How she wished he knew them now. When they weren't in trouble they were so funny. She imagined they were like their father had been as a child; they certainly resembled him physically. They were large for their ages, rambunctious, competitive, bright, a little short-tempered and possessive. They both had a strong sentimental streak. They still needed maternal cuddling regularly and they loved all animals, even the tiniest ones. They tried to cover up their tears during Disney movies like Bambi. If one of them got scared, the other propped him up and reassured and vice versa. When they were forced together, like in the backseat of the car, they wanted space. When they were forced apart, they wanted to be together. She wondered if they'd ever take individual showers.

And just as she'd always griped at Charlie for never closing the bathroom door, she still longed for a little solitary bathroom time. The boys had been in her bubble, no matter what she was doing, since they could crawl. She could barely have a bath without company in the past five years.

So her life wasn't always easy. Was theirs? They didn't seem to realize they didn't have the average family life—they had a mom and no dad, but they had Uncle Conner. She showed them the pictures of their dad and told them, all the time, how excited he had been to see them. But then he'd gone to the angels…. He was a hero who'd gone to the angels…

So Disney World was a good idea. They'd all earned it.

Meet the Author

Robyn Carr is a RITA® Award-winning, #1 New York Times bestselling author of more than forty novels, including the critically acclaimed Virgin River series. Robyn and her husband live in Las Vegas, Nevada. You can visit Robyn Carr’s website at

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Redwood Bend 4.3 out of 5 based on 0 ratings. 270 reviews.
Avid_ReaderLL More than 1 year ago
I always love reading a new Virgin River novel and catching up with the old characters as well as meeting new ones. I liked the story of Katie and Dylan, but I keep thinking the last couple of books haven't had as much "meat" to the stories as in books past like Virgin River or Temptation Ridge. The story is satisfying, but it was a really quick read for me and almost seemed rushed. I wish there had been a little more character interaction as they got to know each other, rather than narratives glossing over their dates and activities. All that said, I still can't wait for the next novel in the series.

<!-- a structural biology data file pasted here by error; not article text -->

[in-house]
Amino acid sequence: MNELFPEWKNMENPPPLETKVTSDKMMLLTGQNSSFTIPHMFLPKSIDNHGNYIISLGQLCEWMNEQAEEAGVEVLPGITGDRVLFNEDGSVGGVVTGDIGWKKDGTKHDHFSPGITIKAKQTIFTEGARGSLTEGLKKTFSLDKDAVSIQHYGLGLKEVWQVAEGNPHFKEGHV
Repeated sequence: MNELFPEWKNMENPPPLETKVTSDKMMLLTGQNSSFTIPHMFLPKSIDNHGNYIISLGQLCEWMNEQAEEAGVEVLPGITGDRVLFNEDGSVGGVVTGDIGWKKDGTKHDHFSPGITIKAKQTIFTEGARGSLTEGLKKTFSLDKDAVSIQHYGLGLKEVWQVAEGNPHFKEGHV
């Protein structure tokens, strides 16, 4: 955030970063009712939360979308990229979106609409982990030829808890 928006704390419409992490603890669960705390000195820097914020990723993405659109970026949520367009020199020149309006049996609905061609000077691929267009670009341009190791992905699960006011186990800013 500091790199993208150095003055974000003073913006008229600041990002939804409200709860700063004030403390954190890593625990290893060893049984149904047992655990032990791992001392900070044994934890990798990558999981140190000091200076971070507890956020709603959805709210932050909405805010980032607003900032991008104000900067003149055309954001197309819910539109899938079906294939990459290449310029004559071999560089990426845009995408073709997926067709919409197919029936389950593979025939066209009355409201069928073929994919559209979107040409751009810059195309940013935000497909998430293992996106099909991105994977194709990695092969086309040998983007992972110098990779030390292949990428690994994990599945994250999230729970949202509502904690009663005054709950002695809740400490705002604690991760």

SuperBookish More than 1 year ago
Wonderful Book I enjoyed reading. kept me entertained all the way through.
SharonRedfern More than 1 year ago
Katie Malone has moved to Virgin River to be near her big brother Connor. Katie and her twin boys were forced to move from their home when Connor became the sole witness to a murder and was threatened by the killer. Katie was widowed when her husband was killed overseas in the Army and she wants to settle down and rebuild her family life. On her way to VR, she gets a flat on her SUV and is rescued by a group of bikers, one of whom she recognizes as a former child star she had a crush on. Dylan Childress left Hollywood when his grandmother Adele swept in and took him to live with her. Dylan was a big TV star whose best friend had just died at the age of 15 from a drug overdose/suicide attempt. Living with his grandmother taught Dylan how to have a normal life away from his fame obsessed mother and step siblings. Dylan owns an air transport business in Montana and is in VR for a holiday. Neither he nor Katie want to start a relationship that will go nowhere because of their different goals in life, but they can’t keep away from each other. It seems to be a romance that is doomed to cause unhappiness and misery but who listens to their head when the attraction is so strong…. One of the things I like about Ms. Carr’s Virgin River books is the slice of life aspect they have. As in the real world, life goes on for all of the secondary characters while the hero and heroine are going through whatever angst they are into. The community plays a part in the story and many times is instrumental in having the couples work out their issues. Dylan and Katie found normalcy and continuity in Virgin River which made it possible for them to come together when their own insecurities would have kept them apart. This book has a satisfying and realistic ending that fits in with the rest of the series.
Anonymous More than 1 year ago
Ms Carr is one of my favorite authors and she did not disappoint me with this book of the Virgin River Series. I felt there was romance in this book more than some of the other books. Ms Carr can really write romance when her storyline calls for it! I liked the plot of this book and was entertained throughout the story. I always like to hear about or from characters from past books. I think you will enjoy this book!
Anonymous More than 1 year ago